If the man himself is to be believed, we will see “the real wrath of Tito Ortiz” this weekend. Ortiz is scheduled to fulfill the last fight of his UFC contract this Saturday night, May 24, at UFC 84: Ill Will against Lyoto Machida. However, the ‘Ill Will’ isn’t towards his opponent, its directed at his boss, UFC President Dana White. Of course, Tito won’t have the opportunity to beat on White in the cage, so he plans on beating down an undefeated Machida instead.
“I really think I’m going to succeed after this fight, no matter what. In my mind, I know I’m going to win. There’s no doubt in my mind, without a doubt. I know for a fact that I’m going to beat Lyoto Machida. He doesn’t know it yet, but when the bell rings and the referee says, let’s get it on, I’ll be dumping him on his head, and he’ll feel the real wrath of Tito Ortiz.”
Tito was once the UFC’s poster child. He reigned as the UFC Light Heavyweight Champion for over three years, dominating opponents with his superior wrestling skills and ground n’ pound. However, those days are years behind us, and Tito of late has not looked like the Tito of old. Ortiz has mainly attributed his drop in performance and conditioning to his back injuries, injuries he claims are now fully healed.
“I started camp four months prior to the fight. That’s the first time I’ve started this early. I was really focused on getting my core strength very, very strong. My back is really strong. My stomach is really strong. You’ll see at the weigh-ins how shredded I am. I’m in great shape.”
“I’ve actually picked it up. I’m running four miles a day. I’ve never done that in my career, ever. I really think I’ve let a lot of my fans down by getting tired after the second round. I’ve never a person like that to get tired. I’ve always pushed full-force for five, five minute rounds. We’re training six, six minute rounds with 30 seconds rests. I’m up here at altitude doing it, so I’m going to be ready for three, five minute rounds without a doubt.”
“It just feels great to be able to train for once and be able to wrestle the way I used to wrestle, spar the way I used to spar, and not have to go through three days of training and have to take four days off That was really, really bad. It was hindering my fighting style, I believe. I’m very focused, no injuries, and I’m able to focus my time on training.”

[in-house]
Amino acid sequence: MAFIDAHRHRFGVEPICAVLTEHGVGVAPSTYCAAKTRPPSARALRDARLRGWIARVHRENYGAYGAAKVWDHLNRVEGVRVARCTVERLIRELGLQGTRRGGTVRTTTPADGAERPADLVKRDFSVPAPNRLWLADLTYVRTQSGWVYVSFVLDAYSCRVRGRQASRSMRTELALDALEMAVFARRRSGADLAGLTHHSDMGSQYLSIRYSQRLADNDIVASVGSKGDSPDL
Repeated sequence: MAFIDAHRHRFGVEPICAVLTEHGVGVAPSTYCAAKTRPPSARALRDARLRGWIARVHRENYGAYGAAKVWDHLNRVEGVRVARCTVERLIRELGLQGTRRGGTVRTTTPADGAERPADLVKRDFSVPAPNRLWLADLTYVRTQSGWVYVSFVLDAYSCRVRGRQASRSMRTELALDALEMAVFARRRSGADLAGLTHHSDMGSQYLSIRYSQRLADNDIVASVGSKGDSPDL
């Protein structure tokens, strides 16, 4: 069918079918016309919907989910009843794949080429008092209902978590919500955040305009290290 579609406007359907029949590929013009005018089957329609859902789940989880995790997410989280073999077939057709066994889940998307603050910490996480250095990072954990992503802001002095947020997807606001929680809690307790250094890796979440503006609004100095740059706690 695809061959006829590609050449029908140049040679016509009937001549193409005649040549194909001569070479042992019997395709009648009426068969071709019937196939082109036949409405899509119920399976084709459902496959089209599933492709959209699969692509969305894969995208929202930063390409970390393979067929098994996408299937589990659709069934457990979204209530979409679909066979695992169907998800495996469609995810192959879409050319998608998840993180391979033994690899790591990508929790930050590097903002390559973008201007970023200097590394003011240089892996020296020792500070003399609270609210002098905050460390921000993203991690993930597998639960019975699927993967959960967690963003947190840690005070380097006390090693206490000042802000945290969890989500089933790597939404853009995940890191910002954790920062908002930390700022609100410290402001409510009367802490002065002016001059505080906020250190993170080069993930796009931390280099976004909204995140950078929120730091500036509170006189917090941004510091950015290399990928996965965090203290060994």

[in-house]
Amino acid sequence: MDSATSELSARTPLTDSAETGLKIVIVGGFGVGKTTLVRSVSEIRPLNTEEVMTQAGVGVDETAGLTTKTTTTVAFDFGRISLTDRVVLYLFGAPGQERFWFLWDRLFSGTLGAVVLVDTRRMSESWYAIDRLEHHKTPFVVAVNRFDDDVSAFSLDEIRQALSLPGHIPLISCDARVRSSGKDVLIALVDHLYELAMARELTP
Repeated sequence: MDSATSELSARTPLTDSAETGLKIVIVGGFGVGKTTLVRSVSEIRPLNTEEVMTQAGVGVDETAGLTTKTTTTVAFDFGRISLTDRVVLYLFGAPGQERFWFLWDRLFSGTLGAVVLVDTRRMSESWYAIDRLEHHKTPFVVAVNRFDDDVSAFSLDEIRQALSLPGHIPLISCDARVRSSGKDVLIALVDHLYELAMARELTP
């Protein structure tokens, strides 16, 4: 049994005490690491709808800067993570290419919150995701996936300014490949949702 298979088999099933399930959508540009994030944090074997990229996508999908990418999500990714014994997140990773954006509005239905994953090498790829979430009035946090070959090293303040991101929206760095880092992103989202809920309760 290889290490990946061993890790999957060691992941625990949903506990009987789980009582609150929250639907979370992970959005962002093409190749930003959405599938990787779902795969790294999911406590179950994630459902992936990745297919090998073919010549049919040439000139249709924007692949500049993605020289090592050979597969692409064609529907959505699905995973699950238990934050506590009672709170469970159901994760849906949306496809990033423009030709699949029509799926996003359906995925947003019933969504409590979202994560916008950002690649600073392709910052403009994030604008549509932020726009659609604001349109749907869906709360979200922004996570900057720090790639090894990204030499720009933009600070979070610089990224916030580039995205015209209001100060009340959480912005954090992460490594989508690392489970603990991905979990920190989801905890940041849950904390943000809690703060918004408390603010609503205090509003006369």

Tito has always been as good if not better at talking as he is at fighting. So, it’s hard to take anything he says with anything less than a grain of salt. The fact of the matter is, whether he’s in the best shape of his life or not, Lyoto Machida is no slouch and presents a very real threat to Tito. Tito’s going to have to take him down and win the fight like he used to win fights, and I don’t know if Tito can do that against a fighter as talented as Machida.
Whatever happens though, if there is one thing you can count on, it’s that Tito’s going to go out with a bang.
“It’s my octagon. I’ve been doing it for 11 years. I’m very focused. I’m hungry. I have everything on the line right now, and nothing to lose. I have a lot of people to prove wrong. It’s me versus the company.”
If he doesn’t, it won’t be the last you will see of Tito Ortiz. He still is one of the most recognizable names and top draws in mixed martial arts. Someone will snatch him up. That someone just might be Gary Shaw and EliteXC.
“Of all my years in the fight game, I know one thing that I could see, touch, smell and feel, and that is a star and a superstar. Every time I see Tito Ortiz, he wreaks of stardom. I think I can even better his days in the UFC. I think I can reincarnate Ortiz. He is a talented fighter, and he has all the mechanisms that you need to make someone a superstar.”
“Can you imagine Tito Ortiz and Kimbo in the cage together one day? My door is open. I hope that he’s able to negotiate one day because I would never interfere with a contract. I hope he’s sitting right next to me, not across from my desk, but right with me.”
A move to EliteXC would likely give Tito a break in the level of competition that he has been facing in the UFC. Shaw, coming from the boxing world, knows how to build a fighter, which exactly what he would do with Tito—hand-feed him opponents to showcase his skills. The casual fan base which EliteXC hopes to captivate on May 31 knows Tito as a punishing fighter. Would it really matter who he did it to in the eyes of the national audience? America didn’t seem to care who Mike Tyson knocked out in his prime, and more Americans still want to see him fight to this day than even know who Fedor Emelianenko is. I don’t think it would be much different for Tito. After a few wins, huge money fights with Kimbo Slice and Frank Shamrock would likely await him.
In short, we won’t really know if we’ll see the “real wrath of Tito Ortiz” until he steps in the cage Saturday night. And even if we don’t, does it really matter? Someone is going to make Tito into a star again.
If no one else, Tito will.